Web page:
Excel Maritime Carriers Ltd. fell 9.1 percent and Genco Shipping & Trading Ltd. dropped 3.3 percent as rates to ship raw commodities fell for the first time in eight days amid speculation mining companies will receive lower prices from Chinese steelmakers for iron ore.
Talks for 2009 contract prices for iron ore started this week and “are going slowly,” Urs Dur, an analyst at Lazard Capital Markets in New York, said. “A decrease in price is expected in the first quarter 2009.”
Excel fell 74 cents to $7.38 in New York Stock Exchange composite trading. Genco was down 53 cents to $15.47.
The Baltic Dry Index, which tracks shipping costs for commodities, declined 12 points, or 1.3 percent, to 908 points, according to the Baltic Exchange. It’s 92 percent below a record reached on May 20.
“Baltic rates seem to have hit a mini-peak,” Omar Nokta, an analyst at Dahlman Rose & Co. in New York, said in a note.
DryShips Inc. fell 35 cents, or 2.3 percent, to $14.60. Eagle Bulk Shipping Inc. declined 23 cents, or 3.5 percent, to $6.40.
Rates to hire capesize vessels that typically haul iron ore and coal declined 1.9 percent, the first drop this year, to $15,386 a day. Smaller panamaxes retreated 2.2 percent to $3,995 a day.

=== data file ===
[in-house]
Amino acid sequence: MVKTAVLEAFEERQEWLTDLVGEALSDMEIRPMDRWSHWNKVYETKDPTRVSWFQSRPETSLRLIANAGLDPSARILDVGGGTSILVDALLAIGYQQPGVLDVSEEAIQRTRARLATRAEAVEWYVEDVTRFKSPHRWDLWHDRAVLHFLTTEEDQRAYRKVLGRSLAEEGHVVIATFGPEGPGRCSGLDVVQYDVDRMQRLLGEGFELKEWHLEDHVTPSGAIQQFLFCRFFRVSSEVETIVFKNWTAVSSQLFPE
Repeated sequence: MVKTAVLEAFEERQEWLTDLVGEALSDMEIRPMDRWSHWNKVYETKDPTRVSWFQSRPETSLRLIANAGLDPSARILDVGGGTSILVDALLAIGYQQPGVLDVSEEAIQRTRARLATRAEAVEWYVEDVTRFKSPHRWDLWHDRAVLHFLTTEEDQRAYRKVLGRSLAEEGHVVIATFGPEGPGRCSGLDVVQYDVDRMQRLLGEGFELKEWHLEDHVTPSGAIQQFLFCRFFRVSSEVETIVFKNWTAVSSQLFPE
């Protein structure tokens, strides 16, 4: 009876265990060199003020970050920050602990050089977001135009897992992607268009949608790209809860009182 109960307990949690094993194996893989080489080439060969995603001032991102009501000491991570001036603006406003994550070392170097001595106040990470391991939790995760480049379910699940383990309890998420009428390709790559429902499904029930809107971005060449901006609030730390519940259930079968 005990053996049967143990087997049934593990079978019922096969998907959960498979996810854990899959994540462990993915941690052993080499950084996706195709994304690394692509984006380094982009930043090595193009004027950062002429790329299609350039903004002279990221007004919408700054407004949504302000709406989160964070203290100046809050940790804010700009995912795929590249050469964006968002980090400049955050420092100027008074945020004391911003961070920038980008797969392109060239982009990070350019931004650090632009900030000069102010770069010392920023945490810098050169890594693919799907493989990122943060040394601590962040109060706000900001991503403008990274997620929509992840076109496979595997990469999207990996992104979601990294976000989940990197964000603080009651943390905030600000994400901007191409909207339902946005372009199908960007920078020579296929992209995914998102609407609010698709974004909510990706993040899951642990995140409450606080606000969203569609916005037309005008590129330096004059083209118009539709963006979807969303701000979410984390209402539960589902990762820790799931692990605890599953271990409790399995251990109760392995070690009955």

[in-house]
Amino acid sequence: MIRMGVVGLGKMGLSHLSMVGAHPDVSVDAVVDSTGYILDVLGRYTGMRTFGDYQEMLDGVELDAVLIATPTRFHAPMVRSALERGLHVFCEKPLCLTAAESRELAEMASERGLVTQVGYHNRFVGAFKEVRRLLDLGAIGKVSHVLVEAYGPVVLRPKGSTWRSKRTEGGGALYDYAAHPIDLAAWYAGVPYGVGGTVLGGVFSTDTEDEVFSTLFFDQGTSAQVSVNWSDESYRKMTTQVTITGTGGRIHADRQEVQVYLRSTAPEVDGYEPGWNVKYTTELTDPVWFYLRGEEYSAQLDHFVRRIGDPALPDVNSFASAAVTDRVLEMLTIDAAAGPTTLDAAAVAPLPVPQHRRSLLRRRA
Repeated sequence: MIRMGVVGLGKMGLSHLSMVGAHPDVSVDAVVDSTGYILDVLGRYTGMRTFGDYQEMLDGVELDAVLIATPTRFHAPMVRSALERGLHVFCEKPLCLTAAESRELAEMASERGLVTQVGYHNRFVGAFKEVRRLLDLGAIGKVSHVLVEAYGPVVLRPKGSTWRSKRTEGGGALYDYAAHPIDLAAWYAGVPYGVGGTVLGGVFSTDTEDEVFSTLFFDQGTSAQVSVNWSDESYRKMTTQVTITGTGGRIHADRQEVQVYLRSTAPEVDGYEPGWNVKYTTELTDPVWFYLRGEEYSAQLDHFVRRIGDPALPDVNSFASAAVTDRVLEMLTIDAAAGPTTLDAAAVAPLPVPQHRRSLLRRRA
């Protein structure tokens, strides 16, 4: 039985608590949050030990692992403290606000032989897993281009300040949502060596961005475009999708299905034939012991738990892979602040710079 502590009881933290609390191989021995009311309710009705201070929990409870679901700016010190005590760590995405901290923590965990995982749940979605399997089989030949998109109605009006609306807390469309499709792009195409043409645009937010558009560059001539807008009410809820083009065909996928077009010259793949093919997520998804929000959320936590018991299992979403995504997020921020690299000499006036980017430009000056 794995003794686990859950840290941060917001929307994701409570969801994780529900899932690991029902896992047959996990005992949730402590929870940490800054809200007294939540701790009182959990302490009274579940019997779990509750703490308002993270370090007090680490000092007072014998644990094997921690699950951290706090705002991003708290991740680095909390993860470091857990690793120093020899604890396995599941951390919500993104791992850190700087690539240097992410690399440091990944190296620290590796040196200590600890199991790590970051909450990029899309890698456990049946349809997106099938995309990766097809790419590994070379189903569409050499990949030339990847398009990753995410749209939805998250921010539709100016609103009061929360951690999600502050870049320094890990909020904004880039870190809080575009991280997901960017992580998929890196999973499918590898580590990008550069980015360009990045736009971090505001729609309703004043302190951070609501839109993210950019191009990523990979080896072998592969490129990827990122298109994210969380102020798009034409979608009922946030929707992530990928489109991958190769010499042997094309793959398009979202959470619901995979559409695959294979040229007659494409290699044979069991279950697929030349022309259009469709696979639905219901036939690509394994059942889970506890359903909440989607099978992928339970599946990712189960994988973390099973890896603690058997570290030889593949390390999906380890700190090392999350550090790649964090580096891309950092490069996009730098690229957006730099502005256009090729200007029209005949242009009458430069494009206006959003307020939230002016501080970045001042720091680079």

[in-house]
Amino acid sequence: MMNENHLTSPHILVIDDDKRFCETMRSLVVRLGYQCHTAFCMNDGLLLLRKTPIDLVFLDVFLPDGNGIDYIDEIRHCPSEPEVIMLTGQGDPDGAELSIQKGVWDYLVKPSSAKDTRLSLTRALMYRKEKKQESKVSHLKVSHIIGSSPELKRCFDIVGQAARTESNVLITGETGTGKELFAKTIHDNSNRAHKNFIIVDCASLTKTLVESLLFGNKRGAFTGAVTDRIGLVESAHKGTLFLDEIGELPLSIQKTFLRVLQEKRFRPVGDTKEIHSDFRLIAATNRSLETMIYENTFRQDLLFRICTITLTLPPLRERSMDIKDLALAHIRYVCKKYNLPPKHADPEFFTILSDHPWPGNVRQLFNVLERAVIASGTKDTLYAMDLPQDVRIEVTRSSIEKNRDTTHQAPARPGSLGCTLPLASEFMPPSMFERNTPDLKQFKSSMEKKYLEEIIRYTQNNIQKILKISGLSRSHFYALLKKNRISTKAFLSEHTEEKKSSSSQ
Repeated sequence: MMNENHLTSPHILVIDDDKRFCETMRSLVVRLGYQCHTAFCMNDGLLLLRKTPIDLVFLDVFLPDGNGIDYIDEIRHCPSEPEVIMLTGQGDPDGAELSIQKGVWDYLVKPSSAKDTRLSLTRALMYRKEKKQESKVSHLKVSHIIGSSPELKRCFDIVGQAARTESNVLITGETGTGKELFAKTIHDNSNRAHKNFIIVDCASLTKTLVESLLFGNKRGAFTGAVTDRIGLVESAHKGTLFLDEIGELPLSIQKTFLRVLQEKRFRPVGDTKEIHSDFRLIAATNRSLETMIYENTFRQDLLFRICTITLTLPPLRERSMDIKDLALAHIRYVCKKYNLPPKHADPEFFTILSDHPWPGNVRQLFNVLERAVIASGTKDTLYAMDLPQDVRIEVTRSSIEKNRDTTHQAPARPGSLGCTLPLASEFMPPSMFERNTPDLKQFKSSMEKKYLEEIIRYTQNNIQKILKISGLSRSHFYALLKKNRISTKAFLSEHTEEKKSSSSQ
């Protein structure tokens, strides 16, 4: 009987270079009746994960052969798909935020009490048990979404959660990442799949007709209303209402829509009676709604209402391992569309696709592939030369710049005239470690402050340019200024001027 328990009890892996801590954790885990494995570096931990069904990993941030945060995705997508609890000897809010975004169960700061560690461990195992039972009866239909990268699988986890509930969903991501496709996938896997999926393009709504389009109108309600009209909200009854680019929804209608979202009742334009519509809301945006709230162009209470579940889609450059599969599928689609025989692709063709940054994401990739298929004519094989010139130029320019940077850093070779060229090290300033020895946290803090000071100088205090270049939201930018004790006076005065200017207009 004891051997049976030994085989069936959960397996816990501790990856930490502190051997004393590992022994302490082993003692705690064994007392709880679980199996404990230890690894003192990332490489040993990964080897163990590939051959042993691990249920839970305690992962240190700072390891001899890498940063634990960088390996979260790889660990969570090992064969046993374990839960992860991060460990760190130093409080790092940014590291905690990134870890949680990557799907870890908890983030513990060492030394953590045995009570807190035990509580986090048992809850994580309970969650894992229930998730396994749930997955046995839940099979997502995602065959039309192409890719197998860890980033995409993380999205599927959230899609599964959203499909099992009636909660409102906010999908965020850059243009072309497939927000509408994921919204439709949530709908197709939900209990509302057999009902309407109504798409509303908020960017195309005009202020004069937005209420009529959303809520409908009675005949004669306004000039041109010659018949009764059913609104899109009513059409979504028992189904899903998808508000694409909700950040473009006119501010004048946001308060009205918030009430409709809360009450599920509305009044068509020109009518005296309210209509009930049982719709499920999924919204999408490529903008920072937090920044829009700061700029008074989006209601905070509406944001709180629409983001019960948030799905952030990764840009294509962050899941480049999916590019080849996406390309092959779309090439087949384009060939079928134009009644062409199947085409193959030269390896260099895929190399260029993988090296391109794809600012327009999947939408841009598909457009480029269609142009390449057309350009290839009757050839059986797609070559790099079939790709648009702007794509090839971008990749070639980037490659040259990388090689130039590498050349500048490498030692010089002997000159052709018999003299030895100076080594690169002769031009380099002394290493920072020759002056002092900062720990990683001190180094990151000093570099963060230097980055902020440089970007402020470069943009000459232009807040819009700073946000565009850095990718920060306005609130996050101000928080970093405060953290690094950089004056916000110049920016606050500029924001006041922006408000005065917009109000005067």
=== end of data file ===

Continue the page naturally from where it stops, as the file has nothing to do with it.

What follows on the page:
BHP Billiton Ltd., Rio Tinto Group and Brazil’s Cia. Vale do Rio Doce, which handle three-quarters of traded iron ore, sell the steelmaking material under long-term contracts to China’s 20 biggest mills and traders at agreed-upon annual prices.
The China Iron & Steel Association proposed that mills should charge a 3 percent to 5 percent premium for reselling imported contract iron ore, said two people familiar with the situation, who declined to be identified because the information is private. They will not be allowed to sell iron ore at higher spot prices, the people said.